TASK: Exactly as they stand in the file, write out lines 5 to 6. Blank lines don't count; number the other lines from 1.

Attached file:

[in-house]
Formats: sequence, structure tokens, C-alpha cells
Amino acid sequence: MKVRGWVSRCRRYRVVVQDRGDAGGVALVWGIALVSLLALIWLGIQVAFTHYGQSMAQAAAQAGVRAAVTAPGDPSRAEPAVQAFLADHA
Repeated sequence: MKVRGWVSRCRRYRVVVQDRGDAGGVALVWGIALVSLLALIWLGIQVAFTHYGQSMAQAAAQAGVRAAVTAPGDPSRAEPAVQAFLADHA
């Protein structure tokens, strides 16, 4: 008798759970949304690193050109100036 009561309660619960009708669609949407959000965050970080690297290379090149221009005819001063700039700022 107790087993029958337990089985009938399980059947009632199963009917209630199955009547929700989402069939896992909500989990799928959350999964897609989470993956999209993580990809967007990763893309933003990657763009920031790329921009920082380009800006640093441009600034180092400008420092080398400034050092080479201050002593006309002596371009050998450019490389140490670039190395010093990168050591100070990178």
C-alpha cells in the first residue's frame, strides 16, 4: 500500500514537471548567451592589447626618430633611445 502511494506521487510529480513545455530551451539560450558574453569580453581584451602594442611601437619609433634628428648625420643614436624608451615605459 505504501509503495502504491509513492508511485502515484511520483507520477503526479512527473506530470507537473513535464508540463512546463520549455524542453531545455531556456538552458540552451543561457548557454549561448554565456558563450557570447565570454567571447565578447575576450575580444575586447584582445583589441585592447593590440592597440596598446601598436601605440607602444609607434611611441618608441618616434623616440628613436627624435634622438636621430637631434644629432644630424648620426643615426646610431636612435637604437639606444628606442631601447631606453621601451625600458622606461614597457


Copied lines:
């Protein structure tokens, strides 16, 4: 008798759970949304690193050109100036 009561309660619960009708669609949407959000965050970080690297290379090149221009005819001063700039700022 107790087993029958337990089985009938399980059947009632199963009917209630199955009547929700989402069939896992909500989990799928959350999964897609989470993956999209993580990809967007990763893309933003990657763009920031790329921009920082380009800006640093441009600034180092400008420092080398400034050092080479201050002593006309002596371009050998450019490389140490670039190395010093990168050591100070990178």
C-alpha cells in the first residue's frame, strides 16, 4: 500500500514537471548567451592589447626618430633611445 502511494506521487510529480513545455530551451539560450558574453569580453581584451602594442611601437619609433634628428648625420643614436624608451615605459 505504501509503495502504491509513492508511485502515484511520483507520477503526479512527473506530470507537473513535464508540463512546463520549455524542453531545455531556456538552458540552451543561457548557454549561448554565456558563450557570447565570454567571447565578447575576450575580444575586447584582445583589441585592447593590440592597440596598446601598436601605440607602444609607434611611441618608441618616434623616440628613436627624435634622438636621430637631434644629432644630424648620426643615426646610431636612435637604437639606444628606442631601447631606453621601451625600458622606461614597457